Background. Wound healing is a tissue repair process after an injury, and two of its main components are inflammation and angiogenesis, in which course a cascade of mediators is involved. The aim of this research was to evaluate the involvement of Pentraxin 3 and Thrombospondin 1 in wound healing after periodontal surgery (gingivectomy) for gingival overgrowth during orthodontic treatment with or without magnification devices, by assessing their levels in GCF. Methods. From 19 patients with gingival overgrowth as a result of fixed orthodontic treatment, the overgrown gingiva was removed by gingivectomy, from one half of the mandibular arch without magnification and from the other under magnification. Pentraxin 3 and Thrombospondin 1 were determined from gingival crevicular fluid by ELISA tests. Results. Statistically significant differences () and correlations between levels of the two biomarkers were analyzed. Statistically significant differences were established between levels of the two biomarkers at different time points, with significant positive correlation at the point of 24 hours. Conclusions. Within the limitations of this study, the results seem to sustain the involvement of Pentraxin 3 and Thrombospondin 1 in the processes of inflammation and angiogenesis in wound healing of patients with postorthodontic gingivectomy. The dynamics of Pentraxin 3 and Thrombospondin 1 levels could suggest a reduced inflammation and a faster angiogenesis using microsurgery.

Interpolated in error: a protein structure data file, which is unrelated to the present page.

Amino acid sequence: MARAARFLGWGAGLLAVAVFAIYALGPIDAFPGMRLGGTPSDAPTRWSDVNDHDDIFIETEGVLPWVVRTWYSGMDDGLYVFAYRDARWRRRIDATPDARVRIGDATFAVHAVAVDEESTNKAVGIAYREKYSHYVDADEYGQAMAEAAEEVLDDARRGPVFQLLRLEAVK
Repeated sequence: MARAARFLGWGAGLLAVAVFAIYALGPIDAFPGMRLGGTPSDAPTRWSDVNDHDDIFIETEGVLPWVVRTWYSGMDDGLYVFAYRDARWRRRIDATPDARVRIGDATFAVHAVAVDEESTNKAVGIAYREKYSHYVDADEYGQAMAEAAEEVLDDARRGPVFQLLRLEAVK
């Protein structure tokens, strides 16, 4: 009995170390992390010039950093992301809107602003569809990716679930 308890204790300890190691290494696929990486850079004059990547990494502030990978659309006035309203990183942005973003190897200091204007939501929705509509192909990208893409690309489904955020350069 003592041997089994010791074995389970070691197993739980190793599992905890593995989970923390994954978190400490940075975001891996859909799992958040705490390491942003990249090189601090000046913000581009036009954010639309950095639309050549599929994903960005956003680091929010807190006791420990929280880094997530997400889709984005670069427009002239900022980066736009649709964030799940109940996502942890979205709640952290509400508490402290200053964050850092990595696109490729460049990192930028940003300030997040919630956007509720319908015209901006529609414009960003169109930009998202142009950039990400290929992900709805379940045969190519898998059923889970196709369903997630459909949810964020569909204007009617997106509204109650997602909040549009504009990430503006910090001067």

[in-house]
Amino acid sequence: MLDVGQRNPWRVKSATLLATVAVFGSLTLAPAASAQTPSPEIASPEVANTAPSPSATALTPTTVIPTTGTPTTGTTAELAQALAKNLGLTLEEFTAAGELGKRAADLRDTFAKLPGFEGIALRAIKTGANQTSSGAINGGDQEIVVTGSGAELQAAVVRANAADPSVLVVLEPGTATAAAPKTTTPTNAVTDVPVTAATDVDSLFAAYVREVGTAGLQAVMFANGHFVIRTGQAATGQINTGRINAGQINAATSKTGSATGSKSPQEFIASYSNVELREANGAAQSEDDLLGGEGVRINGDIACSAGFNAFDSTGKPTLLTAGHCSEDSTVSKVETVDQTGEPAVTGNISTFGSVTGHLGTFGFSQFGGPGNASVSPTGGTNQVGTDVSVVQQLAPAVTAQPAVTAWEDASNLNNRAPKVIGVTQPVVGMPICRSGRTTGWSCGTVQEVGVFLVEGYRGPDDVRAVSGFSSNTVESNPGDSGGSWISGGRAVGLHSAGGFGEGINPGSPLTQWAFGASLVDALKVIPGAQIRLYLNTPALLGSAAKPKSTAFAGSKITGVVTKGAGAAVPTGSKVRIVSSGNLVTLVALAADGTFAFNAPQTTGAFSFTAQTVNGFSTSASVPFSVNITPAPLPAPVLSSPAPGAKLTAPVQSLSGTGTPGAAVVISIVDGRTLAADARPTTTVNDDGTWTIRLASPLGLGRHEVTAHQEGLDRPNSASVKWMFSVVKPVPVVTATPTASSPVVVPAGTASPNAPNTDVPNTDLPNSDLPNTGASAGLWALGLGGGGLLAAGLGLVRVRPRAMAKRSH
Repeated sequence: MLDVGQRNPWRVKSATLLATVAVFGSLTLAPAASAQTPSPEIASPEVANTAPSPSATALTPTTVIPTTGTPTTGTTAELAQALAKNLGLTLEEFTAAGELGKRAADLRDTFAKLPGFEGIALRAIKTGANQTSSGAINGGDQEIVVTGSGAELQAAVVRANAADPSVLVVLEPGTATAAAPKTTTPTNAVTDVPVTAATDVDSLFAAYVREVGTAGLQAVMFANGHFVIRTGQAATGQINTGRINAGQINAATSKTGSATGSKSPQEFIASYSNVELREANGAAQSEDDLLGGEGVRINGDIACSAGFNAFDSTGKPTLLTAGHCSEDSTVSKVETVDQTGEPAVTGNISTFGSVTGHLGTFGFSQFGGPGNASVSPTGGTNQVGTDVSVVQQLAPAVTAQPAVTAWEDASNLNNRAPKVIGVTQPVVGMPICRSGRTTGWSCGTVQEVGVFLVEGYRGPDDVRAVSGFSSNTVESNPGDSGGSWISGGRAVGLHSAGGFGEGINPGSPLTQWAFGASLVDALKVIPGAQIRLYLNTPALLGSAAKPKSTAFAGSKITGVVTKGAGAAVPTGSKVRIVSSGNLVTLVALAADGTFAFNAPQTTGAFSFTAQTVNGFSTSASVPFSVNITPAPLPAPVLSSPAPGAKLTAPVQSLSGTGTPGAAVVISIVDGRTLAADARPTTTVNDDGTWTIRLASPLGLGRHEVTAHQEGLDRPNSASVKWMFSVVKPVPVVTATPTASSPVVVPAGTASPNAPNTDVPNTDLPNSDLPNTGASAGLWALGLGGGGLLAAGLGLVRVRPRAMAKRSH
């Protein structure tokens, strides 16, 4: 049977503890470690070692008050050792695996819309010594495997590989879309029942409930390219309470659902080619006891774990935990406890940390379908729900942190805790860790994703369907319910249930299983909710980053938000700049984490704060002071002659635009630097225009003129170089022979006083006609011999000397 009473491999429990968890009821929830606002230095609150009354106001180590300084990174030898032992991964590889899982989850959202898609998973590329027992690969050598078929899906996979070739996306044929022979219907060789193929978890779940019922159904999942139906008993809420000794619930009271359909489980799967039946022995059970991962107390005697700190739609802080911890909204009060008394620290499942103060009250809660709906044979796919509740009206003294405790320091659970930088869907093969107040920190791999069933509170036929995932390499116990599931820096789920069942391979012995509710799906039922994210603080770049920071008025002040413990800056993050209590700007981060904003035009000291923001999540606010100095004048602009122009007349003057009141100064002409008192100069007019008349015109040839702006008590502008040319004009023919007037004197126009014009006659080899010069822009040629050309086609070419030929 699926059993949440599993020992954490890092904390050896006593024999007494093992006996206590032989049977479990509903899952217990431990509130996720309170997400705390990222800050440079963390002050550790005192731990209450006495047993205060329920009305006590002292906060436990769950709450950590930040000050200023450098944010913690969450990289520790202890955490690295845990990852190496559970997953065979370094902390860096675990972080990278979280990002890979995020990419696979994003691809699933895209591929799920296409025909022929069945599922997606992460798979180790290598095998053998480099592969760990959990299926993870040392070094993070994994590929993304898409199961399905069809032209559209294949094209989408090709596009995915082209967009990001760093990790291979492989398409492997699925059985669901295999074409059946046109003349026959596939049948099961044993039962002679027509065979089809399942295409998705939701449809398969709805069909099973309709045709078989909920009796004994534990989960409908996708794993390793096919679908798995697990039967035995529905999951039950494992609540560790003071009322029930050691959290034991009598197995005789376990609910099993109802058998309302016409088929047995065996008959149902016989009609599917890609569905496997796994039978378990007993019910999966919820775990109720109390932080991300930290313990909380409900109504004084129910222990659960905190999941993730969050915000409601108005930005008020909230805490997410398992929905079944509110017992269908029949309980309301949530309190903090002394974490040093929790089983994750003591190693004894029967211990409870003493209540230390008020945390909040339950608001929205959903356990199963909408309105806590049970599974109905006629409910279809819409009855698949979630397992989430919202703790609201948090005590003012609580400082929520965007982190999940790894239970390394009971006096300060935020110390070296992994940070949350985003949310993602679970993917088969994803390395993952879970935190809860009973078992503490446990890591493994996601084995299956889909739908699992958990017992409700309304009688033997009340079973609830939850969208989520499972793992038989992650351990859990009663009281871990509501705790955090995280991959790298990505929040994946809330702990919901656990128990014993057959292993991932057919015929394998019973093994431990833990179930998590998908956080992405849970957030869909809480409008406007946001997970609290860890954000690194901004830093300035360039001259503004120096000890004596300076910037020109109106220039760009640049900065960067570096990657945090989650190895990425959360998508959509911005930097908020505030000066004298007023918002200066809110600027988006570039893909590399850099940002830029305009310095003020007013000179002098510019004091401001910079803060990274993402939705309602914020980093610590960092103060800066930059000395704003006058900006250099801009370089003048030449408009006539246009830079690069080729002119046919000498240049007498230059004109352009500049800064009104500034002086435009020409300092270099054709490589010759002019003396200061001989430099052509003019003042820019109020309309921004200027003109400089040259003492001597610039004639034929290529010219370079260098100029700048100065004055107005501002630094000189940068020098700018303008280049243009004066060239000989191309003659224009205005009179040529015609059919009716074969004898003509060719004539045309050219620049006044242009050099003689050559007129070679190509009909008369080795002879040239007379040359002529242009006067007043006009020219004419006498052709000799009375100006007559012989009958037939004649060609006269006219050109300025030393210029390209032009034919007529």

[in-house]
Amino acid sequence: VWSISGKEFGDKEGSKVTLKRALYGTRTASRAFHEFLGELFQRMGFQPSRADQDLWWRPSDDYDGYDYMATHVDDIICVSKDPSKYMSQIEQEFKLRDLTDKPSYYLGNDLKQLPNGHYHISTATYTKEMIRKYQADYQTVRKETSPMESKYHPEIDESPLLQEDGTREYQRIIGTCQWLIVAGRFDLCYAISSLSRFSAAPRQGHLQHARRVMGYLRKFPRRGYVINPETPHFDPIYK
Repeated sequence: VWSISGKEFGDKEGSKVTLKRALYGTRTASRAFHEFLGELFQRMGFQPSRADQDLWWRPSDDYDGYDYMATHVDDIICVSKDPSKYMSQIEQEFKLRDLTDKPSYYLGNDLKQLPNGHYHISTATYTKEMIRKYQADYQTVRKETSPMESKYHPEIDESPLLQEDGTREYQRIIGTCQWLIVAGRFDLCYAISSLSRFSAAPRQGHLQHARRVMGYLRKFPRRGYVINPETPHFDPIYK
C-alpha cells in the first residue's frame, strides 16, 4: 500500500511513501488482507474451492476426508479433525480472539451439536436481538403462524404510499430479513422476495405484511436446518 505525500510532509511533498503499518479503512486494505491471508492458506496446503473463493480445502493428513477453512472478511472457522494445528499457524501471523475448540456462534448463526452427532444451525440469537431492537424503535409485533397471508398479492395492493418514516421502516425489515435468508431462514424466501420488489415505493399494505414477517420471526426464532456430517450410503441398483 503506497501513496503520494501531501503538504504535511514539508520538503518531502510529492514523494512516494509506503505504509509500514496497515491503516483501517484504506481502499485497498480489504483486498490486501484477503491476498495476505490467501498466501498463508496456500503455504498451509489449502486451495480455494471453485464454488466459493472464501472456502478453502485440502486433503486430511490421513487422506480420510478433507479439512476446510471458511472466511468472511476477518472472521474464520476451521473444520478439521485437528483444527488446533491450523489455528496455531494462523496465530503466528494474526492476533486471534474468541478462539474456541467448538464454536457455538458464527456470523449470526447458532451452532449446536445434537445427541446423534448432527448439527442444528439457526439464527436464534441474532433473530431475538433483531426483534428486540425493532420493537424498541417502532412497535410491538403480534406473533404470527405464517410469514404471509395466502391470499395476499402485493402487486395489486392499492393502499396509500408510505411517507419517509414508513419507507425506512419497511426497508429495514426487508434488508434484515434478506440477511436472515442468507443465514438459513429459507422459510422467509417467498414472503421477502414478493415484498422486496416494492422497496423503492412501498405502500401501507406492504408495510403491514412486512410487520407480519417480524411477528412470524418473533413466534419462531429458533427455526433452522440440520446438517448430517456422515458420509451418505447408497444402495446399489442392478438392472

1. Introduction

As an exudate that reflects with fidelity the events in the periodontium, the gingival crevicular fluid (GCF) may be used to determine the levels of certain biomarkers [1]. Expressions of biologically active substances in GCF in periodontal disease and its nonsurgical treatment [24], during initial phase of orthodontic tooth movement [57], or after various periodontal surgical techniques [8] were highlighted so far.